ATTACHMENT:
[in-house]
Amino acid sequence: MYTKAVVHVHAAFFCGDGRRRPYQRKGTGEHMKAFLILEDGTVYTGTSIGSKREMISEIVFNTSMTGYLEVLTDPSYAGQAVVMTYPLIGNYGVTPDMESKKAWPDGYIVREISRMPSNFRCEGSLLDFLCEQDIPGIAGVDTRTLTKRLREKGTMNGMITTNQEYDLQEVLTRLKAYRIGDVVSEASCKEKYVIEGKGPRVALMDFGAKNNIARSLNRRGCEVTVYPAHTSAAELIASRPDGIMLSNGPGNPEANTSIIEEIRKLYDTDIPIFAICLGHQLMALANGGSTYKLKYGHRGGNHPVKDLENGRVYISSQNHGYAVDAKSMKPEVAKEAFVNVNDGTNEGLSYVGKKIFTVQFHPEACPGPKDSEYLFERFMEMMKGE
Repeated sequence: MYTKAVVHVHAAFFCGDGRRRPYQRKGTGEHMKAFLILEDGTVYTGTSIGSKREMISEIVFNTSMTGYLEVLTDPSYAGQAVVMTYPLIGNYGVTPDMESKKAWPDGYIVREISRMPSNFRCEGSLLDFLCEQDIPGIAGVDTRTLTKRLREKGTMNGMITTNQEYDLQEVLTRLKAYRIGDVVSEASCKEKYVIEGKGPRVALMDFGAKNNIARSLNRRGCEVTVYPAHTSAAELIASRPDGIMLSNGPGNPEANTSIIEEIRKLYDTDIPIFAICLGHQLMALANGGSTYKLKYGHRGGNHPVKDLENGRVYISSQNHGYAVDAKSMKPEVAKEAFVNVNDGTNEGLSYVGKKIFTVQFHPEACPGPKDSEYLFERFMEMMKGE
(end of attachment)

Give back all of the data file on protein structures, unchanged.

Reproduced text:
[in-house]
Amino acid sequence: MYTKAVVHVHAAFFCGDGRRRPYQRKGTGEHMKAFLILEDGTVYTGTSIGSKREMISEIVFNTSMTGYLEVLTDPSYAGQAVVMTYPLIGNYGVTPDMESKKAWPDGYIVREISRMPSNFRCEGSLLDFLCEQDIPGIAGVDTRTLTKRLREKGTMNGMITTNQEYDLQEVLTRLKAYRIGDVVSEASCKEKYVIEGKGPRVALMDFGAKNNIARSLNRRGCEVTVYPAHTSAAELIASRPDGIMLSNGPGNPEANTSIIEEIRKLYDTDIPIFAICLGHQLMALANGGSTYKLKYGHRGGNHPVKDLENGRVYISSQNHGYAVDAKSMKPEVAKEAFVNVNDGTNEGLSYVGKKIFTVQFHPEACPGPKDSEYLFERFMEMMKGE
Repeated sequence: MYTKAVVHVHAAFFCGDGRRRPYQRKGTGEHMKAFLILEDGTVYTGTSIGSKREMISEIVFNTSMTGYLEVLTDPSYAGQAVVMTYPLIGNYGVTPDMESKKAWPDGYIVREISRMPSNFRCEGSLLDFLCEQDIPGIAGVDTRTLTKRLREKGTMNGMITTNQEYDLQEVLTRLKAYRIGDVVSEASCKEKYVIEGKGPRVALMDFGAKNNIARSLNRRGCEVTVYPAHTSAAELIASRPDGIMLSNGPGNPEANTSIIEEIRKLYDTDIPIFAICLGHQLMALANGGSTYKLKYGHRGGNHPVKDLENGRVYISSQNHGYAVDAKSMKPEVAKEAFVNVNDGTNEGLSYVGKKIFTVQFHPEACPGPKDSEYLFERFMEMMKGE